Some quarters of the city are now totally devoid of their historic fabric – and relying on current building styles to create a decent streetscape seems unlikely when you look at streets like Parnell St. I think even the odd historic building of architectural quality goes a long way to relieving some of the monotony of our poor bland red brick faced breeze block apartments.

      ………..

      So what should be rebuilt?

      This corner (below) beside St. Patrick’s Cathedral is going to come up for redevelopment sooner or later. I would like to see a faithful reconstruction of the 19th century terrace here, with proper roof and chimney detailing. I think it would be the only thing to do. There was a contemporary building built at the other end of the terrace a year or two ago and to be honest it didn’t work …. very ill-fitting.
      .

    • #787806
      Anonymous
      Inactive

      Not to knock it because it’s ‘modrin’, but fully agreed – that recent corner building stands out like a sore thumb. It’s ridiculously proportioned and detailed, and so out of context in both materials and design relative to its location. I pass it on the bus regularly and cringe every time, mainly at the colouring. It seems blue limestone was chosen to ‘match’ St. Patrick’s but it just doesn’t work at all next to that all-singing stock brick terrace. They’re like milk and orange juice in terms of compatibility – they make you feel queazy just looking at them. And the elevational detailing was clearly limited by budget constaints. Nice ground floor joinery however.

      Yes a full streetscape and parapet reinstatement is in order for the above site – what a miserable little yoke that building that is.

    • #787807
      Anonymous
      Inactive

      I agree that it’s the facade on Lennoxs pub that’s all wrong. It’s completely bizarre there.

    • #787808
      Anonymous
      Inactive

      Here is the building being talked about. Restraint and a response to the simple surrounds of the cathedral was needed. But instead we have a look-at-me corner statement. The potential sensitivity of the stone cladding used has been destroyed by creation of two giant ‘windows’ in each facade … all wrong for the location.
      The roof is the worst part for me. What is this obsession with architects working today to slap a big canopy on top of every setback penthouse? The clash with Dublin’s traditional pitched roof forms could not be greater. What was needed here was a quiet roof storey, maybe clad in lead or zinc, one which would not draw attention to itself. But instead there’s a big plank sticking out on the approach to the cathedral. Why?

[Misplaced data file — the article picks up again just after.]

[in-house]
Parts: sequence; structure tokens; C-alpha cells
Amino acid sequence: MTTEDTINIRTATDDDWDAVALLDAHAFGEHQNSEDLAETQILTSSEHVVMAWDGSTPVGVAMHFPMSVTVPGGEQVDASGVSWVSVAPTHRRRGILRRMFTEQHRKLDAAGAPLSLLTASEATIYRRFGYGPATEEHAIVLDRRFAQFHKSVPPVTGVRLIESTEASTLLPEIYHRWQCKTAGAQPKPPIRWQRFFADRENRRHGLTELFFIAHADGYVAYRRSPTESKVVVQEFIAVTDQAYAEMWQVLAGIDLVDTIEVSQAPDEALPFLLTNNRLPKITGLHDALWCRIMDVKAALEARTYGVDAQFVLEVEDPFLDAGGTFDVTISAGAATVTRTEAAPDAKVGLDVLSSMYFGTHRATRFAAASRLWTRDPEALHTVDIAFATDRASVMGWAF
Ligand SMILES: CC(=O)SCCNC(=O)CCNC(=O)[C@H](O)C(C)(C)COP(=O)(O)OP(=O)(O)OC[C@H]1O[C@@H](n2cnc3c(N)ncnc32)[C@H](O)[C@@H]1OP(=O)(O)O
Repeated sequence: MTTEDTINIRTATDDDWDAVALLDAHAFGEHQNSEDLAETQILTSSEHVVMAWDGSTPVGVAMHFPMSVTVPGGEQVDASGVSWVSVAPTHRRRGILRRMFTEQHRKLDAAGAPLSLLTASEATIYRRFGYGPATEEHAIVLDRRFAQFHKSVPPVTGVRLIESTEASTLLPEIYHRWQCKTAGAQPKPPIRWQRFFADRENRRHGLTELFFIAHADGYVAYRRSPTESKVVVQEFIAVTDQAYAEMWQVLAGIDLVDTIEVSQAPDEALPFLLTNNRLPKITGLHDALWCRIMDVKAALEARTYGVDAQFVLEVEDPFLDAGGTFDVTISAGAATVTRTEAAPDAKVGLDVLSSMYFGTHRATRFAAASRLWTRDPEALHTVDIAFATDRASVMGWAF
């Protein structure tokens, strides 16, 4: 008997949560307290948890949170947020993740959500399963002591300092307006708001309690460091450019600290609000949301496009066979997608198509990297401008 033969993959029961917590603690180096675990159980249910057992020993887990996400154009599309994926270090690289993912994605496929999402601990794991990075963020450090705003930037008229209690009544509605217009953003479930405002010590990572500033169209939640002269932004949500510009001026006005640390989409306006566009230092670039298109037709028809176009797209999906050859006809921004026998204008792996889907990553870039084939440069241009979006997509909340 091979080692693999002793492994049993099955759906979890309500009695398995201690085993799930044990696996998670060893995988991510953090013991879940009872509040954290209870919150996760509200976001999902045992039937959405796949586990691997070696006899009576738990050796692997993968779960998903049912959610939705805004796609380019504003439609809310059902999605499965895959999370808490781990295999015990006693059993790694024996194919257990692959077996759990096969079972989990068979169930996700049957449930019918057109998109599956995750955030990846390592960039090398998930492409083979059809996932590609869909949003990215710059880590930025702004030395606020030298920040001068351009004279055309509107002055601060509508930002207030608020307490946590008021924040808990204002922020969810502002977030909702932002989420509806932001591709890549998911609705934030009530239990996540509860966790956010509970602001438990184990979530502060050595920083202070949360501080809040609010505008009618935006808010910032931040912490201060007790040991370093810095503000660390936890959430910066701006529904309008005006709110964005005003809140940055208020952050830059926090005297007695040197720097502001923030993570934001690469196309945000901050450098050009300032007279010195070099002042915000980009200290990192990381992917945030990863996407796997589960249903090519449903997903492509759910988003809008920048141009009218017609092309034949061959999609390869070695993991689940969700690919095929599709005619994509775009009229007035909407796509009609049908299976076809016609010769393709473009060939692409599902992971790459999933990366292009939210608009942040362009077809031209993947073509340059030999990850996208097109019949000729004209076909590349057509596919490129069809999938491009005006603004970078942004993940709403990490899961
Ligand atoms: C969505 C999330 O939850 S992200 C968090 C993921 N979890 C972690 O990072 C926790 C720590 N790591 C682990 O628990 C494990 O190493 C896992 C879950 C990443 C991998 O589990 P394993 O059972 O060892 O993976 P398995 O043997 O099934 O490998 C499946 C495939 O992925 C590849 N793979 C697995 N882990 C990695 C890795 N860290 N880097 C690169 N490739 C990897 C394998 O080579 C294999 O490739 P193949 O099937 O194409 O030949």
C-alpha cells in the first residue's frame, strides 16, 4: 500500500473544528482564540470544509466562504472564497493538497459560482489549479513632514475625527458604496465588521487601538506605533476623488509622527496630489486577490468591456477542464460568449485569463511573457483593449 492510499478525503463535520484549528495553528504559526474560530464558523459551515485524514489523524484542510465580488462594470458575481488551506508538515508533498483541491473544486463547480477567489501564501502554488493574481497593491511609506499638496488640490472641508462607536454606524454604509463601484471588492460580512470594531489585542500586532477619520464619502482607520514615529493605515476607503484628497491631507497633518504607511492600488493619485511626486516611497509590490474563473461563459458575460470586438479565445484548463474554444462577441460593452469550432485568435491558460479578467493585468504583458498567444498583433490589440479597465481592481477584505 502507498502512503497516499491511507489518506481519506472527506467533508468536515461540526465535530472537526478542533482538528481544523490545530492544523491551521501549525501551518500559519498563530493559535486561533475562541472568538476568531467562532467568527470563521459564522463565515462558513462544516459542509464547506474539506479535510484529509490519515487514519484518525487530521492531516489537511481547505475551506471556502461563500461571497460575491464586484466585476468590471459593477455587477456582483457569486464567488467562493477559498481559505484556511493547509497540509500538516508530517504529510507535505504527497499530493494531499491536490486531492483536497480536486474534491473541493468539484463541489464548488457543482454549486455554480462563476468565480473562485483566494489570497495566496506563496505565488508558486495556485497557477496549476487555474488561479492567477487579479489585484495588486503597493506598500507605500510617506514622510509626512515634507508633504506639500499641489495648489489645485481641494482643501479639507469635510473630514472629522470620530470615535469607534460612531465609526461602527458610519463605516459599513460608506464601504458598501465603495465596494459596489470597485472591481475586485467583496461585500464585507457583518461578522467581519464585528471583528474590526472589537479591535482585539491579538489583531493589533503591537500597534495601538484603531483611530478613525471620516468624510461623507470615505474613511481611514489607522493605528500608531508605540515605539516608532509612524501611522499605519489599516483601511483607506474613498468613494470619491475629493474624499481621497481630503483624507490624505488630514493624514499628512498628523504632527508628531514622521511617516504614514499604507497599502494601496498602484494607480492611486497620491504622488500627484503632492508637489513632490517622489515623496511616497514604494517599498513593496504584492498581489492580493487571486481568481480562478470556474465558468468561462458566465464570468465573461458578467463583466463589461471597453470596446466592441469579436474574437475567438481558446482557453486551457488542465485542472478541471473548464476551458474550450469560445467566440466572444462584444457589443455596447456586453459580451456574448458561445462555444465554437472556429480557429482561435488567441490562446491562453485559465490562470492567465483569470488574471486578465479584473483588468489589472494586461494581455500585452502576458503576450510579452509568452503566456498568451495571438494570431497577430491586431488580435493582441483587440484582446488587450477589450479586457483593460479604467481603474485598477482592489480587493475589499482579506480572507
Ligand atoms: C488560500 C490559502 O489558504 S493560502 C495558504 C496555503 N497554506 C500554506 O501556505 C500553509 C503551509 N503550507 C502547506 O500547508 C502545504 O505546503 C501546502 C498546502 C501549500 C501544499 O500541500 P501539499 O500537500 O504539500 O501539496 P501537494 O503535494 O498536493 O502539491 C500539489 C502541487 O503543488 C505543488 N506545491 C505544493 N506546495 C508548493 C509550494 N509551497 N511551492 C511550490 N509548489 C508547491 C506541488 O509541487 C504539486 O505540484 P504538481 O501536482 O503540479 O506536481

I think there are still big problems with building in the historic city. In all the years of regeneration we have not yet learnt to do this. Some architects can but many can’t. The existing environment is not being read. Look at that recent extension proposal for Portobello House, the Penneys building proposal beside the GPO, the Dame Street folly, the Henrietta Street building …. The casualties are mounting.

      In contrast, this (on the opposite side of the junction) is a successful modern corner building. It has read and responds to the existing environment.

    • #787809
      Anonymous
      Inactive

      I’ve just being doing some searching on this Patrick Street/Kevin Street corner building shown in the last post. I knew that it had been appealed by the Dean of St. Patrick’s back in 2003, and specifically went to look for the ABP planner’s report, to see how its design was justified. But, when you go into the details on ABP’s site, the planner’s report is not there!! :

      http://www.pleanala.ie/data1/searchdetails.asp?id=8141432&caseno=201793

      Even weirder, the on-screen info on the appeal says the building was refused!!! It’s only when you click on the order you see it’s been granted. Where is the planner’s report? Why is it not there? Planner’s reports are always there. Why does it first say it was refused?

      Our city is being robbed. What is this building going to look like in 60 years? It’s still going to look wrong. We don’t know how to respect the urban traditions of the city. We are fulfilling the short-term need to infill a gap rather than continue any tradition. We are getting Lexington buildings. The site should have given to someone who knows how to build in sensitive location. McCull. Mulvin or somebody.

    • #787810
      admin
      Keymaster

      Totally agree the choice of architects was inappropriate in the extreme. Planners should simply tell applicants pre-application that only architects with a track record of quality design will be considered for uber sensitive sites.

      Unfortunately pre planning consultation is most often more about applicants being told how to fill out a form for a one off house than any meaningful consultation on major or sensitive sites.

      Welcome to McPlanning Dick style

    • #787811
      Anonymous
      Inactive

      What?! Is that a reference to Dick Roche?

    • #787812
      admin
      Keymaster

      Who else?